Webinar on Scrum Guide 2020 on March 21, 2023
We talked through the Scrum Guide.
Some questions came up:
Q: Will you tell us exactly how Scrum works?
Hmm. The Scrum Guide kind of does that. And I added to that. Still I am not sure it was “exactly” or “completely”. There is always a lot more to add and you all hae more questions to ask. (K.K. – please feel free to ask more.)
Again, it was a pretty good summary in an hour. But not enough to make a major decision on.
Q: Book name.
It WAS “The Speed of Trust” by Stephen M.R. Covey, who I think is the son of Stephen R. Covey (The 7 Habits…).
Q: By change the plan — that’s not redoing the Sprint Backlog is it?
Hmm. I think they are saying you can change the Sprint Backlog (stories and tasks) as much as you want — so long as that *helps attain the Sprint Goal.
If the Sprint Goal changes, then you want to cancel and then re-start your Sprint.
Q: Is the PO the only person who can write user stories or can the team do them for tech stuff / and prioritizing based on tech dependencies?
Be careful. Anyone can suggest a story. Of any type (eg, user story or tech story). The PO can reject it, or put it anywhere in the Prod Bklog. Again, anyone (including the team) can talk about things (costs, effort, dependencies, etc) that might affect the ordering in the Prod Bklog. But the PO must decide any such change.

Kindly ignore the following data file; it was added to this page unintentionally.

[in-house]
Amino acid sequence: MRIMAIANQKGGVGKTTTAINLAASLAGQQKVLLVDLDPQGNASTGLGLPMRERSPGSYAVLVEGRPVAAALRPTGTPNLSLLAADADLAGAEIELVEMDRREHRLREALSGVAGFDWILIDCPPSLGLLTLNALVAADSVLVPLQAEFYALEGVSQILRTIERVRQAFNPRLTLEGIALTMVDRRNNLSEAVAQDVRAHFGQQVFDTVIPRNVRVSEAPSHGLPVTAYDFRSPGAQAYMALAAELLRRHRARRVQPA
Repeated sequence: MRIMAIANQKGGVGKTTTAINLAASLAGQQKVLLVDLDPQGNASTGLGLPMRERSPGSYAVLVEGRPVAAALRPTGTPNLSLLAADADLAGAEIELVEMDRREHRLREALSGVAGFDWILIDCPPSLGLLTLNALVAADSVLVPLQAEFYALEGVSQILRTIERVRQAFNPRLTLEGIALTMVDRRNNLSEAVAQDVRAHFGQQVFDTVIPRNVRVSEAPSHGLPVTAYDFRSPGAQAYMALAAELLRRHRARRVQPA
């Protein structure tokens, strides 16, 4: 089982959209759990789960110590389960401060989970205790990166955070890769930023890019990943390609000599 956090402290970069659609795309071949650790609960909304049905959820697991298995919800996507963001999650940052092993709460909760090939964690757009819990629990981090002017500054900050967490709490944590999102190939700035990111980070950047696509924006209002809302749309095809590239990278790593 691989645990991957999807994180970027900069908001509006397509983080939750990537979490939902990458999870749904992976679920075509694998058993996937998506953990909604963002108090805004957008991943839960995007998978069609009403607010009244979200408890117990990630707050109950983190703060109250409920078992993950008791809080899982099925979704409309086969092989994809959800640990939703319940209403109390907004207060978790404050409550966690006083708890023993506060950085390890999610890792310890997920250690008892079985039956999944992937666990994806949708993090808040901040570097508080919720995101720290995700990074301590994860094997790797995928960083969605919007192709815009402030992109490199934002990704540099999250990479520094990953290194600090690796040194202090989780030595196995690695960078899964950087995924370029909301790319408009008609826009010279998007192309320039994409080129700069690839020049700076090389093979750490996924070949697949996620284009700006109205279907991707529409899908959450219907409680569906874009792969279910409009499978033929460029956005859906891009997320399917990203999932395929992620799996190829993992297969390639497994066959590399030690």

Yes, I agree, if the PO is “brain-dead” on technical dependencies, it could cause a mess. But we NEED one final decision-maker.
Q: Is building the environments (eg, Dev, QA, Prod) — can that work be considered as a story or Epic?
Yes, maybe an epic initially, and then a bunch of stories to make the work bite-sized.
These stories go into OUR product backlog if we (our team) is going to do that work. To the degree other people are going to do that work, it might go into another Prod Bklog is be tracked elsewhere.
Q: What does OOPSLA stand for?
Object-oriented Programming, Systems, Languages, and Applications – It was a conference and is not part of the SPLASH conference.
An argument is made that OOP (Object Oriented Programming) was key in getting Agile off the ground. Probably at least somewhat true.
Q: What does it mean for a Sprint Goal to become invalid?
One example: Too much has changed. Ex: Covid, Russian invasion of Ukraine, banking crisis, whatever. Change or risk. And you now “feel” that continuing with the current Sprint Goal makes no sense. So, cancel that sprint. And probably start a new Sprint (real soon).
I may add more.
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